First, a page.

Has the DOE given out any money for nuclear energy this year?



  1. 0 Votes

    Nuclear Power 2010:

    DOE Program Supported a New Generation of Nuclear Plants

    • The Nuclear Power 2010 program (NP 2010) was a cost-shared program between DOE and industry to demonstrate a new licensing process for new reactor designs and nuclear power plants. The program helped accelerate deployment of a new generation of nuclear power plants.   
    • Thanks to NP 2010, the early start of new plant deployment has already created thousands of jobs across the United States.
    • NP 2010 facilitated three early site permits (ESPs): approvals for new plant sites granted by the Nuclear Regulatory Commission. ESPs were issued for sites in Illinois, Virginia and Mississippi.
    • NP 2010 helped companies submit two combined construction and operating license (COL) “demonstration projects” to the NRC, for one site in Virginia and another in Georgia. Once approved, a COL application allows an operator to both construct and operate a new reactor.   
    • These projects are expected to make future COL applications more efficient and less expensive. In turn, reducing licensing uncertainty will help lower the cost of financing plants and should help reduce the cost of electricity in the future.
    • DOE invested a total of $727 million in the program. This was matched by industry. All aspects of the program were accomplished on a projected 50-50 cost share basis between DOE and industry.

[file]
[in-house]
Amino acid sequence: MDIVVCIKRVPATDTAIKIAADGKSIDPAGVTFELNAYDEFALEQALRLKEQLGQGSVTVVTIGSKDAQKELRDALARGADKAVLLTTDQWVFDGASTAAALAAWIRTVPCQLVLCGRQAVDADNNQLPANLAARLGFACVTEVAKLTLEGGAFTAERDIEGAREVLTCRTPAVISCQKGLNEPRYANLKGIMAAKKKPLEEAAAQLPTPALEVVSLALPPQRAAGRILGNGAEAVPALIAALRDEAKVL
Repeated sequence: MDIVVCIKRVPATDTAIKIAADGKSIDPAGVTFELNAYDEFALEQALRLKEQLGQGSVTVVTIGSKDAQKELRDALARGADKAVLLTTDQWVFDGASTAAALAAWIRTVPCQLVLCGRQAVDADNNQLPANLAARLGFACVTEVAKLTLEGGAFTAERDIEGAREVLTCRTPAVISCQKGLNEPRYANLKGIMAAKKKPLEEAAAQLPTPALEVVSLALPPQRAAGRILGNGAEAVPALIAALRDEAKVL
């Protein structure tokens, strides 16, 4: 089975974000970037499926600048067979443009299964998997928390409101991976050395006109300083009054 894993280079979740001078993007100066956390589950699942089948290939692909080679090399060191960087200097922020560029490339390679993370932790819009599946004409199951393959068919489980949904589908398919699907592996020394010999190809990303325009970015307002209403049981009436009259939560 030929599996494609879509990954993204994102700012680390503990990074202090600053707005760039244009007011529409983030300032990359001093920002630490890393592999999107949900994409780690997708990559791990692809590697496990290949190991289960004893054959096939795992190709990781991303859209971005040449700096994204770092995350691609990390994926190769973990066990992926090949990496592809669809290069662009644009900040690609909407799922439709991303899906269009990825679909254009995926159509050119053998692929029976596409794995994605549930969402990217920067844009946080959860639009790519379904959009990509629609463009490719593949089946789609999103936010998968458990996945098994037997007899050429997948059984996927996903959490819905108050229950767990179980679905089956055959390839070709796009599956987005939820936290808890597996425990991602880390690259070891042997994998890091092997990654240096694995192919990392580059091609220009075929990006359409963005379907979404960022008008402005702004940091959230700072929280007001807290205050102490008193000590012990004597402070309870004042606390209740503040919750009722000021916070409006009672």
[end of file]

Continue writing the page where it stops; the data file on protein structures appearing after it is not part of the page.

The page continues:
• The $727 million government investment in NP 2010 will stimulate more than $100 billion of private-sector industry investment in new nuclear plants by 2020.
    • Over the past three years, the industry has invested more than $4 billion in new nuclear plants and created an estimated 15,000 jobs. More investment and jobs are expected as ground is broken for new nuclear plants.
    • Construction of a new nuclear power plant represents 1,400-1,800 jobs during construction, with peak employment as high as 2,400 jobs. If all 13 pending COLs applications representing 22 reactors are built, they would create approximately 53,000 construction jobs.
    • A new nuclear plant will employ approximately 700 permanent workers for several generations.

    More information is available about this particular program. All above information was taken from: http://www.nei.org/keyissues/newnuclearplants/policybriefs/nuclearpower2010/

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